When writing about Eigg, the lure of words like ‘magical’, ‘dream-like’ and ‘fairytale-esque’ is difficult to resist. By the end of my week there, my refrain became that I was sick of rainbows. Sick of them! Everywhere I looked I was confronted with another glorious technicolour arch: over my shoulder, out of the window, in the reflection of a teapot, in the bottom of my hiking boot. If I reached into my pocket for a cigarette, I would probably pull out a rainbow.
An Island Estate. I’ve been interested in the Isle of Eigg for many years, since reading Alastair Mackintosh’s brilliant book Soil and Soul in which he traces the community buyout of the island over twenty years ago. My work has always been about land (although it’s taken me a while to realise that). From making paintings at the Glasgow School of Art about gentrification, to building a prototype home with a group of homeless people in Newcastle, I realise now that land is the common denominator. Ownership of land brings control and self, as well as collective, determination. Yet land is also place – it is a facet of identity.
Photographs of Eigg from the 1920s & 1930s: MEM Donaldson and Violet Banks. My ongoing research is writing about the early women film-makers and photographers who were documenting Scottish Highlands & Islands life in the 1920s’ and 30s’. A visit last year to Mary Ethel Muir Donaldson’s photographic collection at Inverness Museum and Art Gallery archives showed that she had made a series on Eigg. Her photographs illustrated her travel guide ‘Wanderings in the Western Highlands and Islands‘ (1921). Whilst I had been able to spend time in the places that other photographers or film-makers had lived, such as Jenny Gilbertson (1902-1990) on Shetland, and Margaret Fay Shaw (1903-2004), who stayed on South Uist and Canna, I had not yet been able to travel to experience any of the key locations that Donaldson (1876-1958) had photographed. The weeklong residency on Isle of Eigg gave me the invaluable opportunity to pinpoint then visit the locations in the photographs, taken 1918-1936. The week also allowed the chance to find out more about a second Scottish photographer, Violet Banks  and her photographs of Eigg from her tour of the Western Hebrides c. 1920s & 30s’.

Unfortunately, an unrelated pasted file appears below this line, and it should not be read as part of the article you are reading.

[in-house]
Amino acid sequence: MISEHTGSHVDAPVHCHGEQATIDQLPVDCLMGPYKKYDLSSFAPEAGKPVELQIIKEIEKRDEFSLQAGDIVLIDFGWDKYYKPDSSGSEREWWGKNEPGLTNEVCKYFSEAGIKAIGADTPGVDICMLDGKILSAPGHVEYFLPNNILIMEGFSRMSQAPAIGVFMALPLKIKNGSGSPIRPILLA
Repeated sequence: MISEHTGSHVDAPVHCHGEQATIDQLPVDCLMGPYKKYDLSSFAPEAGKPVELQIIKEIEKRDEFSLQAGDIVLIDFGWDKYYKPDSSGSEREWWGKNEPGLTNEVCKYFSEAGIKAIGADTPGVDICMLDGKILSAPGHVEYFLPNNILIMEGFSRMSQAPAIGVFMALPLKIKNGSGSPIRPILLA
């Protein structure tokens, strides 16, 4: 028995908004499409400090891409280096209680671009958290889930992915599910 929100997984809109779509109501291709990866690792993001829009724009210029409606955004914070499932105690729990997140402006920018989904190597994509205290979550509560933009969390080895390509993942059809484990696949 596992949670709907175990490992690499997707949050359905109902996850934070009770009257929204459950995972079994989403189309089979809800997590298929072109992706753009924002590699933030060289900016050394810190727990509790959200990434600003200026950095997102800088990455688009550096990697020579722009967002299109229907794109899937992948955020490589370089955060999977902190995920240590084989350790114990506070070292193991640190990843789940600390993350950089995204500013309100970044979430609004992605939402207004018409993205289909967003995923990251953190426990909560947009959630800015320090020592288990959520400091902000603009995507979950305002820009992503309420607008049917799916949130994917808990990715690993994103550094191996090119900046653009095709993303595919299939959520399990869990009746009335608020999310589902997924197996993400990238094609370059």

Strata. "The island is pervaded by a subtle spiritual atmosphere./ It is as strange to the mind as it is to the eye. / Old songs and traditions are the spiritual analogues / of old castles and burying-places and old songs / and traditions you have in abundance. / There is a smell of the sea in the/ material air / and there is a ghostly something in the air of the imagination… / You breathe again the air of old story-books." -Alexander Smith, 'A Summer in Skye', 1885
Island of the Big Women. It started with a painting in the garden office of the woman I admire the most. Each time I visit her, a rainbow-lit candle glows from above her desk and flickers at the edge of vision. It is impossible to ignore the vitality, the hope, the almost musical use of colour in the painting.